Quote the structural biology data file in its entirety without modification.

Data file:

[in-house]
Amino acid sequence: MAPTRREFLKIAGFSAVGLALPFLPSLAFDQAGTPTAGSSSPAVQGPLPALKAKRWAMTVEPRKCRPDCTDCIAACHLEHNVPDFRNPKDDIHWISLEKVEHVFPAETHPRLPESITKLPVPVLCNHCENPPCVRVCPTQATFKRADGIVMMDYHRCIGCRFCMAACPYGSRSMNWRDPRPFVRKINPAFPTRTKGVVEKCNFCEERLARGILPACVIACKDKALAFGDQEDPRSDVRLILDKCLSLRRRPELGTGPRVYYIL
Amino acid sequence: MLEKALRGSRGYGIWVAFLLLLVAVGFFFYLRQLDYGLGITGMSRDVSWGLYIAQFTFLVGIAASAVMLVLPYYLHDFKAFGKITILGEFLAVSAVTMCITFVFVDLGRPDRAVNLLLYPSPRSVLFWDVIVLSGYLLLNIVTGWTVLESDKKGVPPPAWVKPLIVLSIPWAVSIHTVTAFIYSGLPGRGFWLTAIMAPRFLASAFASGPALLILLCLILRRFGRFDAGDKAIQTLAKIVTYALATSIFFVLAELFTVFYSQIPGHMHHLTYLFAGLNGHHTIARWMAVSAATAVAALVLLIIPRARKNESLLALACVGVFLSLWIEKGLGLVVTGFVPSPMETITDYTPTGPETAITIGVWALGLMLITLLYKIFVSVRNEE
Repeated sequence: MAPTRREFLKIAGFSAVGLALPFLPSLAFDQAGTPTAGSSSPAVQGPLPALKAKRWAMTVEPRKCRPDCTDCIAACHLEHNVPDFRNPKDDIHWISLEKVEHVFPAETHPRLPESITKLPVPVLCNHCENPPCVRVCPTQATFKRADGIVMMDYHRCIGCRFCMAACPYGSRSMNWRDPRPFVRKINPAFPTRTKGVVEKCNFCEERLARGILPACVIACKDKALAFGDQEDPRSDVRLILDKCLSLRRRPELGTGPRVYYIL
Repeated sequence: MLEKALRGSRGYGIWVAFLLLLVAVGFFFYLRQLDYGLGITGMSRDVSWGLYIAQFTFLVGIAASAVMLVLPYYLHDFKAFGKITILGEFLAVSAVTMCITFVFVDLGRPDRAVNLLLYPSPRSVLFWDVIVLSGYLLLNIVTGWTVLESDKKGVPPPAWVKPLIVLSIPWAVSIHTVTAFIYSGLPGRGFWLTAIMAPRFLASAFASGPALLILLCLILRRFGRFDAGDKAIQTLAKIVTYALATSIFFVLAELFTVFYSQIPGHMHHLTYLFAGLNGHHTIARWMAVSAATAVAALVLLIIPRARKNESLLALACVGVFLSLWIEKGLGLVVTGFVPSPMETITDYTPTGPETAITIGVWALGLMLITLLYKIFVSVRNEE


[in-house]
Amino acid sequence: MAPTRREFLKIAGFSAVGLALPFLPSLAFDQAGTPTAGSSSPAVQGPLPALKAKRWAMTVEPRKCRPDCTDCIAACHLEHNVPDFRNPKDDIHWISLEKVEHVFPAETHPRLPESITKLPVPVLCNHCENPPCVRVCPTQATFKRADGIVMMDYHRCIGCRFCMAACPYGSRSMNWRDPRPFVRKINPAFPTRTKGVVEKCNFCEERLARGILPACVIACKDKALAFGDQEDPRSDVRLILDKCLSLRRRPELGTGPRVYYIL
Amino acid sequence: MLEKALRGSRGYGIWVAFLLLLVAVGFFFYLRQLDYGLGITGMSRDVSWGLYIAQFTFLVGIAASAVMLVLPYYLHDFKAFGKITILGEFLAVSAVTMCITFVFVDLGRPDRAVNLLLYPSPRSVLFWDVIVLSGYLLLNIVTGWTVLESDKKGVPPPAWVKPLIVLSIPWAVSIHTVTAFIYSGLPGRGFWLTAIMAPRFLASAFASGPALLILLCLILRRFGRFDAGDKAIQTLAKIVTYALATSIFFVLAELFTVFYSQIPGHMHHLTYLFAGLNGHHTIARWMAVSAATAVAALVLLIIPRARKNESLLALACVGVFLSLWIEKGLGLVVTGFVPSPMETITDYTPTGPETAITIGVWALGLMLITLLYKIFVSVRNEE
Repeated sequence: MAPTRREFLKIAGFSAVGLALPFLPSLAFDQAGTPTAGSSSPAVQGPLPALKAKRWAMTVEPRKCRPDCTDCIAACHLEHNVPDFRNPKDDIHWISLEKVEHVFPAETHPRLPESITKLPVPVLCNHCENPPCVRVCPTQATFKRADGIVMMDYHRCIGCRFCMAACPYGSRSMNWRDPRPFVRKINPAFPTRTKGVVEKCNFCEERLARGILPACVIACKDKALAFGDQEDPRSDVRLILDKCLSLRRRPELGTGPRVYYIL
Repeated sequence: MLEKALRGSRGYGIWVAFLLLLVAVGFFFYLRQLDYGLGITGMSRDVSWGLYIAQFTFLVGIAASAVMLVLPYYLHDFKAFGKITILGEFLAVSAVTMCITFVFVDLGRPDRAVNLLLYPSPRSVLFWDVIVLSGYLLLNIVTGWTVLESDKKGVPPPAWVKPLIVLSIPWAVSIHTVTAFIYSGLPGRGFWLTAIMAPRFLASAFASGPALLILLCLILRRFGRFDAGDKAIQTLAKIVTYALATSIFFVLAELFTVFYSQIPGHMHHLTYLFAGLNGHHTIARWMAVSAATAVAALVLLIIPRARKNESLLALACVGVFLSLWIEKGLGLVVTGFVPSPMETITDYTPTGPETAITIGVWALGLMLITLLYKIFVSVRNEE